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Chest. 2008 Oct;134(4):815-23. doi: 10.1378/chest.08-0776.

Bronchiectasis.

Author information

1
Georgetown University Medical Center, Washington DC, USA. odonnela@georgetown.edu

Abstract

Bronchiectasis, which was once thought to be an orphan disease, is now being recognized with increasing frequency around the world. Patients with bronchiectasis have chronic cough and sputum production, and bacterial infections develop in them that result in the loss of lung function. Bronchiectasis occurs in patients across the spectrum of age and gender, but the highest prevalence is in older women. The diagnosis of bronchiectasis is made by high-resolution CT scans. Bronchiectasis, which can be focal or diffuse, may occur without antecedent disease but is often a complication of previous lung infection or injury or is due to underlying systemic illnesses. Patients with bronchiectasis may have predisposing congenital disease, immune disorders, or inflammatory disease. The treatment of bronchiectasis is multimodality, and includes therapy with antibiotics, antiinflammatory agents, and airway clearance. Resectional surgery and lung transplantation are rarely required. The prognosis for patients with bronchiectasis is variable given the heterogeneous nature of the disease. A tailored, patient-focused approach is needed to optimally evaluate and treat individuals with bronchiectasis.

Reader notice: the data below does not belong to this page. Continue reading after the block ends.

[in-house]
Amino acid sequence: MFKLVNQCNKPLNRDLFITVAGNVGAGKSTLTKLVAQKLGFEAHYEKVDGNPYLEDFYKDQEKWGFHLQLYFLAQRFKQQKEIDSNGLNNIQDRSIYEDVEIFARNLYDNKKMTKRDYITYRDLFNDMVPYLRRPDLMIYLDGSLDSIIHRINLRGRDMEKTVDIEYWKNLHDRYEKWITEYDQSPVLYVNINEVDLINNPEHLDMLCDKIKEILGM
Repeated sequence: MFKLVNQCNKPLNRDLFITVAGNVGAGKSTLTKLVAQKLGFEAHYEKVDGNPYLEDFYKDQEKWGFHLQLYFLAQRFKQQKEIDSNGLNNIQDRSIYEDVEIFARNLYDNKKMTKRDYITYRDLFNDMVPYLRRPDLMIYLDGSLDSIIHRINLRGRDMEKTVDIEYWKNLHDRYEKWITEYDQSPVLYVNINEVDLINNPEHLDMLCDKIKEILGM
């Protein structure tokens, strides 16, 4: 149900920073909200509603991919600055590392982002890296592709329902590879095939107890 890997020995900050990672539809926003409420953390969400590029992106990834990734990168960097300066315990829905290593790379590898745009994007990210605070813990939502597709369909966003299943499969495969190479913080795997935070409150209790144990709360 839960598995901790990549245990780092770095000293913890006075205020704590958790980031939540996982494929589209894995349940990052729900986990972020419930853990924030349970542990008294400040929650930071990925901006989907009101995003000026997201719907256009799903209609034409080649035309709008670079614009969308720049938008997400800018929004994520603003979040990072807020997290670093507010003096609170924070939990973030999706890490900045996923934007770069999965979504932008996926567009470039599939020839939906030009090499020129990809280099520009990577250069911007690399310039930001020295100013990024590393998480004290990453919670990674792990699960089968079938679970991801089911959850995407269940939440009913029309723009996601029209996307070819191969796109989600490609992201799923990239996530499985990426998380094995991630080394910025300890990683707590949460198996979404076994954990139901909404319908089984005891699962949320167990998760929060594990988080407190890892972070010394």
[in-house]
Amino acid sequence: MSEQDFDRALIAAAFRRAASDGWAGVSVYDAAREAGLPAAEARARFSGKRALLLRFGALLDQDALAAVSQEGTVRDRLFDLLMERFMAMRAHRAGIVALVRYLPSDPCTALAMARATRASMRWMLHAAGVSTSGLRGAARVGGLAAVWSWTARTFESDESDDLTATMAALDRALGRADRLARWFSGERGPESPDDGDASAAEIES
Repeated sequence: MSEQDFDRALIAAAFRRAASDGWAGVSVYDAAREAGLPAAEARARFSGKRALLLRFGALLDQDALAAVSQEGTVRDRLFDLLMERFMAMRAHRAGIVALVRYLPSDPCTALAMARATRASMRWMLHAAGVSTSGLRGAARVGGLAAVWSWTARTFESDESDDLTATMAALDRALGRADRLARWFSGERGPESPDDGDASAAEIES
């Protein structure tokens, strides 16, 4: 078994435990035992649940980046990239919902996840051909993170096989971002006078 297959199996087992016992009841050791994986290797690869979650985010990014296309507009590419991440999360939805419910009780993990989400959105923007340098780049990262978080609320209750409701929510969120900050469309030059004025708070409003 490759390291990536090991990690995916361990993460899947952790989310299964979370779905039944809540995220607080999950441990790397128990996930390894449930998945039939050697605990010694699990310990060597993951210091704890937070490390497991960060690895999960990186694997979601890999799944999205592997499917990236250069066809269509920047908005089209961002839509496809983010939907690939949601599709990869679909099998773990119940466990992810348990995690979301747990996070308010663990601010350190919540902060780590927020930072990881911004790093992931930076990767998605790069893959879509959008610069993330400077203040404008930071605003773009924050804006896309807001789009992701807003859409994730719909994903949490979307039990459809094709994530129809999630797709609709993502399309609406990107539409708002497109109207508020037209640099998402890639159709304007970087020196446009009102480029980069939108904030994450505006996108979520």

PMID:
18842914
DOI:
10.1378/chest.08-0776
[Indexed for MEDLINE]

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